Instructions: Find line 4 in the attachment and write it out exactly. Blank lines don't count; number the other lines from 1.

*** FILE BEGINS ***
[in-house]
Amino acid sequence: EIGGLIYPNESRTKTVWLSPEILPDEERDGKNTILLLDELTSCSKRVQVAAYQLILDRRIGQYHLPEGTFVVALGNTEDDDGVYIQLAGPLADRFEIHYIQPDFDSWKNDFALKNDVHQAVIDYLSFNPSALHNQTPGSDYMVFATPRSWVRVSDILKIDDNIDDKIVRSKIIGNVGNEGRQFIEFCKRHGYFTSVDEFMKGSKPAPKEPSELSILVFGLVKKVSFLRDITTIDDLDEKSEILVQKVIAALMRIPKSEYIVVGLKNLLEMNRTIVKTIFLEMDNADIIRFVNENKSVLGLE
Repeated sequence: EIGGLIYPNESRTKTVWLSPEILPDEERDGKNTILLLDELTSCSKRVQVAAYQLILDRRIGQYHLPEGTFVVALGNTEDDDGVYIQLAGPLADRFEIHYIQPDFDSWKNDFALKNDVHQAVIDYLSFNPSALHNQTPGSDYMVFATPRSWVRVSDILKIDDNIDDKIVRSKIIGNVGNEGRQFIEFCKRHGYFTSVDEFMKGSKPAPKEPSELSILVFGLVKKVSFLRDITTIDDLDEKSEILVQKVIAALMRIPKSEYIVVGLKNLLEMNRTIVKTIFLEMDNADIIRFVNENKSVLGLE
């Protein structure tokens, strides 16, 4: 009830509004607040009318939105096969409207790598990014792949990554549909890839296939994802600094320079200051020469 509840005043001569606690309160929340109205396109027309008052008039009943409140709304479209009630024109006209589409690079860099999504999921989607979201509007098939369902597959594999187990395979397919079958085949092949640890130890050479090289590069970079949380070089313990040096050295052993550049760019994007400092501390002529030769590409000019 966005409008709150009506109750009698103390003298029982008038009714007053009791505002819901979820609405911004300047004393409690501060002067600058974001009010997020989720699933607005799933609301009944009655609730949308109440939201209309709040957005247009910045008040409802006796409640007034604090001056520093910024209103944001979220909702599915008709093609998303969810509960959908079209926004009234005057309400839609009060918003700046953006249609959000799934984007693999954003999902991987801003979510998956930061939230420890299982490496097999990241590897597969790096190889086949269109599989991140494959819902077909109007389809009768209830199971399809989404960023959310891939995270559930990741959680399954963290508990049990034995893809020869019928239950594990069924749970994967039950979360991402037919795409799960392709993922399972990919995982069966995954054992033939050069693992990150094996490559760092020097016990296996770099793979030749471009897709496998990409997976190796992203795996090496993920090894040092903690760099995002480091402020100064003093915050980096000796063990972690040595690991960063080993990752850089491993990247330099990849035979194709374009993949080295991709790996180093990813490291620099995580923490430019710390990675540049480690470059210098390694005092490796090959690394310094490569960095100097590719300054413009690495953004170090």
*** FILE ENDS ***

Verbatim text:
């Protein structure tokens, strides 16, 4: 009830509004607040009318939105096969409207790598990014792949990554549909890839296939994802600094320079200051020469 509840005043001569606690309160929340109205396109027309008052008039009943409140709304479209009630024109006209589409690079860099999504999921989607979201509007098939369902597959594999187990395979397919079958085949092949640890130890050479090289590069970079949380070089313990040096050295052993550049760019994007400092501390002529030769590409000019 966005409008709150009506109750009698103390003298029982008038009714007053009791505002819901979820609405911004300047004393409690501060002067600058974001009010997020989720699933607005799933609301009944009655609730949308109440939201209309709040957005247009910045008040409802006796409640007034604090001056520093910024209103944001979220909702599915008709093609998303969810509960959908079209926004009234005057309400839609009060918003700046953006249609959000799934984007693999954003999902991987801003979510998956930061939230420890299982490496097999990241590897597969790096190889086949269109599989991140494959819902077909109007389809009768209830199971399809989404960023959310891939995270559930990741959680399954963290508990049990034995893809020869019928239950594990069924749970994967039950979360991402037919795409799960392709993922399972990919995982069966995954054992033939050069693992990150094996490559760092020097016990296996770099793979030749471009897709496998990409997976190796992203795996090496993920090894040092903690760099995002480091402020100064003093915050980096000796063990972690040595690991960063080993990752850089491993990247330099990849035979194709374009993949080295991709790996180093990813490291620099995580923490430019710390990675540049480690470059210098390694005092490796090959690394310094490569960095100097590719300054413009690495953004170090």